The two Dylan Thomas poems I posted over the previous two days were ones I discovered when I was studying English Literature for my A-Levels. This was before I experienced mortality in my close family but I think it illustrates the value of teaching poems in schools; I laid a foundation for considering what the words might mean and the words themselves became part of me, food laid up for future journeying.
I love the heroic sound of ‘Do not go gentle‘ but it’s sentiment, of raging against death, ‘the dying of the light’, is antithetical to my beliefs on the subject. Certainly, there are circumstances where to resist and ‘rage’ seem fitting but I wonder if Western cultures struggle too much to avoid dying when more profitable consideration could perhaps be given to dying well. Even if I believed that death meant the cessation of personal existence, I’m not sure immortality is something the wise should grasp at in this vale of tears. With Easter on my mind, there is all the more reason for me to feel that Thomas lends the force of his words to a futile and unnecessary struggle.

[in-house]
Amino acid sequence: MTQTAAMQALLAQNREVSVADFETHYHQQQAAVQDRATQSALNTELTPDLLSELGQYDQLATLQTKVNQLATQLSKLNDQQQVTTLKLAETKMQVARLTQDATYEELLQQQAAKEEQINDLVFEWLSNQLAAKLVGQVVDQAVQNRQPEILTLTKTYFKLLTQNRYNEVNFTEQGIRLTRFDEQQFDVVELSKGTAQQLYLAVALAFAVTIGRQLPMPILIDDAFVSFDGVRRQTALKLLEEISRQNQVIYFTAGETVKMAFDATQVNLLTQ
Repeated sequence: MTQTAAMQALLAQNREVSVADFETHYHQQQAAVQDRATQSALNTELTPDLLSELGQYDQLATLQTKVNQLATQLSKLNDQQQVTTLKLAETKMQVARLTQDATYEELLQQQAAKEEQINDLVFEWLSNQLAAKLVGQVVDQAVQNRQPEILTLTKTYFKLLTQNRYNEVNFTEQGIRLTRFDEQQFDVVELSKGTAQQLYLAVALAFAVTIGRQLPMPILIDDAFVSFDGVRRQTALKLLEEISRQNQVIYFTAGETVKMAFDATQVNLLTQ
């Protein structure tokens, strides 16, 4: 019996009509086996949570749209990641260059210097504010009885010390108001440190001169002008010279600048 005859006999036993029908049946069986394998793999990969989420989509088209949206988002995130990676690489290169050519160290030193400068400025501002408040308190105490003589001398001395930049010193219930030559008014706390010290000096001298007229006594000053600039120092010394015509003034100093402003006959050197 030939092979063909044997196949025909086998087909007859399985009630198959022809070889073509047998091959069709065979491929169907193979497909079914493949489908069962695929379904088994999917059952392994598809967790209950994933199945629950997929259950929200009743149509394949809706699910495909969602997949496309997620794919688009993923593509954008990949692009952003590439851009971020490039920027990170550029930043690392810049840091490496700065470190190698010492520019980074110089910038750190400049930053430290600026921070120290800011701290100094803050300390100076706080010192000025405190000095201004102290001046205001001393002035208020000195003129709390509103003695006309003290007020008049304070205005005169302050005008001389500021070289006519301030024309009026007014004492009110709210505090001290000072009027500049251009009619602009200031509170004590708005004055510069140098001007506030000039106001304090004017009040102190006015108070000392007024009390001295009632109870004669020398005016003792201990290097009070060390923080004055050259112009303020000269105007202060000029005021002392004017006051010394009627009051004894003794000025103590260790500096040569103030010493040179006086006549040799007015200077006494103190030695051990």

On the other hand, the tenor of ‘The force that through the green fuse drives the flower‘ is one that I find more resonant. Even in that first line, I love the view of a flower’s stem as a fuse. Botanically, I recognise that the flow of life is up and down – although from leaves to roots and then back to the flowers, which seem to be the end of the line, functionally speaking. Theologically, I might balk at the suggested pantheism although there are some commonalities to the experience of life and, more in the focus of this verse, death. However, the life that lights the flower must also pass through death and seed to multiply.
On the evidence of these two poems, I couldn’t presume to say what Thomas believed about life, death and eternity or even much about how those intimations may have shifted over time. However, while neither become a song I could wholeheartedly sing, both for a long time now have been channels through which my meditations can take part of their flow.